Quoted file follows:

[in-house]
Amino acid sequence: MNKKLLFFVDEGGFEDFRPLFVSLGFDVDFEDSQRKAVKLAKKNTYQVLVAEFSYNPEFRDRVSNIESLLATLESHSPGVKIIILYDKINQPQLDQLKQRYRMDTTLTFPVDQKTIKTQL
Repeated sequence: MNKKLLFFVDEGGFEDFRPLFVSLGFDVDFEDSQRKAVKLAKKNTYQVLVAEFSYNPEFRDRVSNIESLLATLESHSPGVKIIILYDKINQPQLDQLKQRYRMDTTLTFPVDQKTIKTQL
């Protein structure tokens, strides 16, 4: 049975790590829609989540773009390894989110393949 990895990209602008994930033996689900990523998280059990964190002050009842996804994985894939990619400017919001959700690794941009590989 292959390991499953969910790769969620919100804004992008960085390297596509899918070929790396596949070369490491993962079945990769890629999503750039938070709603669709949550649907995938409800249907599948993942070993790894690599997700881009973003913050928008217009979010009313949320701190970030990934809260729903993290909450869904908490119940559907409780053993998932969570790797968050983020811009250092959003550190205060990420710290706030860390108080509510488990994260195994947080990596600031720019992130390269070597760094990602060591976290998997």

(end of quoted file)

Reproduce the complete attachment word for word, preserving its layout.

[in-house]
Amino acid sequence: MNKKLLFFVDEGGFEDFRPLFVSLGFDVDFEDSQRKAVKLAKKNTYQVLVAEFSYNPEFRDRVSNIESLLATLESHSPGVKIIILYDKINQPQLDQLKQRYRMDTTLTFPVDQKTIKTQL
Repeated sequence: MNKKLLFFVDEGGFEDFRPLFVSLGFDVDFEDSQRKAVKLAKKNTYQVLVAEFSYNPEFRDRVSNIESLLATLESHSPGVKIIILYDKINQPQLDQLKQRYRMDTTLTFPVDQKTIKTQL
């Protein structure tokens, strides 16, 4: 049975790590829609989540773009390894989110393949 990895990209602008994930033996689900990523998280059990964190002050009842996804994985894939990619400017919001959700690794941009590989 292959390991499953969910790769969620919100804004992008960085390297596509899918070929790396596949070369490491993962079945990769890629999503750039938070709603669709949550649907995938409800249907599948993942070993790894690599997700881009973003913050928008217009979010009313949320701190970030990934809260729903993290909450869904908490119940559907409780053993998932969570790797968050983020811009250092959003550190205060990420710290706030860390108080509510488990994260195994947080990596600031720019992130390269070597760094990602060591976290998997």